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Berkeley Group - Navigating through testing times

George Salmon | 6 September 2016 | A A A
Berkeley Group - Navigating through testing times

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Berkeley Group Holdings plc Ordinary Shares

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Berkeley Group has this morning released an interim management statement, covering the period from 1 May to 31 August 2016 prior to its Annual General Meeting today. The shares were relatively unmoved this morning.

There is no change to profit guidance, with the group still targeting £2bn of pre-tax profit over the three year period to 30 April 2018, as the group's forward sales provide good visibility over the next two years. The dividend plans also remain in place, with Berkeley looking to pay out £10 per share evenly over the 5 years to September 2021.

After a hiatus either side of the referendum, reservations have returned to the relative levels of the first five months of 2016, around 20% down on 2015 levels. The market has been affected by higher property taxes, uncertainty around the EU referendum, while Berkeley have deferred the release of new homes to the market.

Berkeley say that site visitor numbers are at similar levels to last year, while pricing has remained resilient and cancellation rates have normalised after a brief uptick in the immediate aftermath of the vote.

Our view:

Prior to the EU referendum, Berkeley were vocal in their stance that the UK should remain in the EU, which was understandable given the importance of the London market to the group.

With the UK's exit from the EU now confirmed, the UK economy looks to be facing a prolonged period of uncertainty, with some question marks appearing over London's property market too. Those who were clamouring to get on the market will now be more likely to sit on their hands rather than commit to house purchases, particularly if unemployment starts to rise.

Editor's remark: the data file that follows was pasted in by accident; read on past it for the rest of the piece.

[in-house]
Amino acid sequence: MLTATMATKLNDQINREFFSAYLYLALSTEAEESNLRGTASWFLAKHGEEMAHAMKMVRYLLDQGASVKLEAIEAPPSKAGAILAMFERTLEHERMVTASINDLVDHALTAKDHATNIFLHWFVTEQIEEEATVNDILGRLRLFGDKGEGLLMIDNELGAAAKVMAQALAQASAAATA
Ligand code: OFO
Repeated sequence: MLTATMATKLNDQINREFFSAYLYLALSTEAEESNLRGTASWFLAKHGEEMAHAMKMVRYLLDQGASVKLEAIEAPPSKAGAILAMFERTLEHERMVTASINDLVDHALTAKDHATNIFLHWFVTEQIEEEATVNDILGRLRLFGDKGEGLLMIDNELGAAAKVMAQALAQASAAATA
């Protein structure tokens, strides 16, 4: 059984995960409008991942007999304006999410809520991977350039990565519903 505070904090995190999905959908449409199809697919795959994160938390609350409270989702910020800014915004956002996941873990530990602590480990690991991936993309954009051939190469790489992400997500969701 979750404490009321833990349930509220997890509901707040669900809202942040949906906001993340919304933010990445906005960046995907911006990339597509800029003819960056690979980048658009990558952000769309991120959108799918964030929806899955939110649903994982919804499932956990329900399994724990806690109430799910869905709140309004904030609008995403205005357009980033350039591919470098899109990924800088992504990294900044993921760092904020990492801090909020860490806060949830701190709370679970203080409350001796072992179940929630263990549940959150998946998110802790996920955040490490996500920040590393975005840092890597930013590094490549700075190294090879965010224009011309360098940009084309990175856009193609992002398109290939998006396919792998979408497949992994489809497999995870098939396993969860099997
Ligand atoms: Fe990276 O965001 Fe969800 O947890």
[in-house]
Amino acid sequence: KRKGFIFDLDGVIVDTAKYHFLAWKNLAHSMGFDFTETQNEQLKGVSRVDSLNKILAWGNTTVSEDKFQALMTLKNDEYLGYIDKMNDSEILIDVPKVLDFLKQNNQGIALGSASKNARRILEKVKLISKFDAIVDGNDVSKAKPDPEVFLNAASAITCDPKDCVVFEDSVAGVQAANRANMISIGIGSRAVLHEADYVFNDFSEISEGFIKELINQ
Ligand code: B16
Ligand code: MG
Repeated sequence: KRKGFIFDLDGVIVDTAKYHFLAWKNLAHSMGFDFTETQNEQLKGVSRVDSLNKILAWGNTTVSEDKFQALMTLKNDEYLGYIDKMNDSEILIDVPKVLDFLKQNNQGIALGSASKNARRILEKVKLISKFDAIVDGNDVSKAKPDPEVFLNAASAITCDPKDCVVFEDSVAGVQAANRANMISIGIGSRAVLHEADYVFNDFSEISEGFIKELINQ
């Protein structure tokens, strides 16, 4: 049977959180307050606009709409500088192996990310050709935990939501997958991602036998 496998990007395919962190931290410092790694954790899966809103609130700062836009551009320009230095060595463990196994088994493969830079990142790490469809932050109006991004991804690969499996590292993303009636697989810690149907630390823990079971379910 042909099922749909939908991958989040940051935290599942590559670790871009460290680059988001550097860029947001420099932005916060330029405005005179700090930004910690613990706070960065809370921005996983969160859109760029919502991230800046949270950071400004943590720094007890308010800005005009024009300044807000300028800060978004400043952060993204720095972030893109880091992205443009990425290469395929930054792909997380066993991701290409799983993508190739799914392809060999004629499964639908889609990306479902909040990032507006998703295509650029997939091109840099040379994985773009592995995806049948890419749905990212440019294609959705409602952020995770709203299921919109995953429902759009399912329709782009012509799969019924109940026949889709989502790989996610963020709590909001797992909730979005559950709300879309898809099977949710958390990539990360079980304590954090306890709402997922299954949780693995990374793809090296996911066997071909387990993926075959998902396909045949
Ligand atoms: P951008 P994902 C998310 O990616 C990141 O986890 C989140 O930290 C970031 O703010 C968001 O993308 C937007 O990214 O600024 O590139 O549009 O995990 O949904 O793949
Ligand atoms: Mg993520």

However, just as other housebuilders have reassured investors recently, the comments in Berkeley's AGM trading statement, their first announcement since the vote, will have settled some investors' nerves.

After what the group describe as a 'hiatus' in reservations around the vote, trading has picked up. Cancellations and site visitor numbers are holding at normal levels, while reservation rates have improved.

Nonetheless, reservation rates are still 20% down on last year, and investors are none the wiser as to how much of this can be attributed to broader market conditions and how much is due to Berkeley having less homes available for sale just now. We feel that there is are still plenty of pages left in the Brexit chapter of the UK housing market story.

In the longer term, the UK still faces a major housing shortage, and for the time being at least, interest rates look likely to stay at all-time lows. These factors should support both the demand and affordability of housing.

Historically, Berkeley has traded on higher valuations than others in the sector, reflecting its record of generating high returns by successfully developing brown sites into prime London locations. Amid the current uncertainties, the shares are trading on a price to book ratio of 1.7x, well below their historic average.

This article is not advice or a recommendation to buy, sell or hold any investment. No view is given on the present or future value or price of any investment, and investors should form their own view on any proposed investment. This article has not been prepared in accordance with legal requirements designed to promote the independence of investment research and is considered a marketing communication. Non-independent research is not subject to FCA rules prohibiting dealing ahead of research, however HL has put controls in place (including dealing restrictions, physical and information barriers) to manage potential conflicts of interest presented by such dealing. Please see our full non-independent research for more information.

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